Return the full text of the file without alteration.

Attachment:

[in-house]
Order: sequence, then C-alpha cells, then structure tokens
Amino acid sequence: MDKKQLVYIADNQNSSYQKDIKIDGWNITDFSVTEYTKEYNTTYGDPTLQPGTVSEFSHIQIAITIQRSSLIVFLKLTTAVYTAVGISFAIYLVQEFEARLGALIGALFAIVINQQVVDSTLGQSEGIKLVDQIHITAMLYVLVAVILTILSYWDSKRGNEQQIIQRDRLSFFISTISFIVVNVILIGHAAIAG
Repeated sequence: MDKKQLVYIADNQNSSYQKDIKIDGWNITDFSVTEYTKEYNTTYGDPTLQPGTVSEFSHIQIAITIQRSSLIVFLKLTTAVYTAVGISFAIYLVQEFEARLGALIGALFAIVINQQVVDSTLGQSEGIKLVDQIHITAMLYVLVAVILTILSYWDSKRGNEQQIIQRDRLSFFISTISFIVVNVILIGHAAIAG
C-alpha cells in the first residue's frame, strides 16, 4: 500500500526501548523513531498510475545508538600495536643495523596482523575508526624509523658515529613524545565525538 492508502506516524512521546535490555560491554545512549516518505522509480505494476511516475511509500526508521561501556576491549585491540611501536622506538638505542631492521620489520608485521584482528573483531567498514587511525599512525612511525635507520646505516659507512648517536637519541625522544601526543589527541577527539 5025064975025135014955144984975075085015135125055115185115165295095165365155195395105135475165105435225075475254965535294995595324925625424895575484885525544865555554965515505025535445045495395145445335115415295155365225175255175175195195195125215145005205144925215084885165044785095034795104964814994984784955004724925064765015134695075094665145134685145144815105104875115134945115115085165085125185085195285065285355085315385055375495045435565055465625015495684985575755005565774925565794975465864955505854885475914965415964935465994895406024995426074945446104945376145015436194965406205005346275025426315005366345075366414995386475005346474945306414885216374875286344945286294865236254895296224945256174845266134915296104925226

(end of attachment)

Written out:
[in-house]
Order: sequence, then C-alpha cells, then structure tokens
Amino acid sequence: MDKKQLVYIADNQNSSYQKDIKIDGWNITDFSVTEYTKEYNTTYGDPTLQPGTVSEFSHIQIAITIQRSSLIVFLKLTTAVYTAVGISFAIYLVQEFEARLGALIGALFAIVINQQVVDSTLGQSEGIKLVDQIHITAMLYVLVAVILTILSYWDSKRGNEQQIIQRDRLSFFISTISFIVVNVILIGHAAIAG
Repeated sequence: MDKKQLVYIADNQNSSYQKDIKIDGWNITDFSVTEYTKEYNTTYGDPTLQPGTVSEFSHIQIAITIQRSSLIVFLKLTTAVYTAVGISFAIYLVQEFEARLGALIGALFAIVINQQVVDSTLGQSEGIKLVDQIHITAMLYVLVAVILTILSYWDSKRGNEQQIIQRDRLSFFISTISFIVVNVILIGHAAIAG
C-alpha cells in the first residue's frame, strides 16, 4: 500500500526501548523513531498510475545508538600495536643495523596482523575508526624509523658515529613524545565525538 492508502506516524512521546535490555560491554545512549516518505522509480505494476511516475511509500526508521561501556576491549585491540611501536622506538638505542631492521620489520608485521584482528573483531567498514587511525599512525612511525635507520646505516659507512648517536637519541625522544601526543589527541577527539 5025064975025135014955144984975075085015135125055115185115165295095165365155195395105135475165105435225075475254965535294995595324925625424895575484885525544865555554965515505025535445045495395145445335115415295155365225175255175175195195195125215145005205144925215084885165044785095034795104964814994984784955004724925064765015134695075094665145134685145144815105104875115134945115115085165085125185085195285065285355085315385055375495045435565055465625015495684985575755005565774925565794975465864955505854885475914965415964935465994895406024995426074945446104945376145015436194965406205005346275025426315005366345075366414995386475005346474945306414885216374875286344945286294865236254895296224945256174845266134915296104925226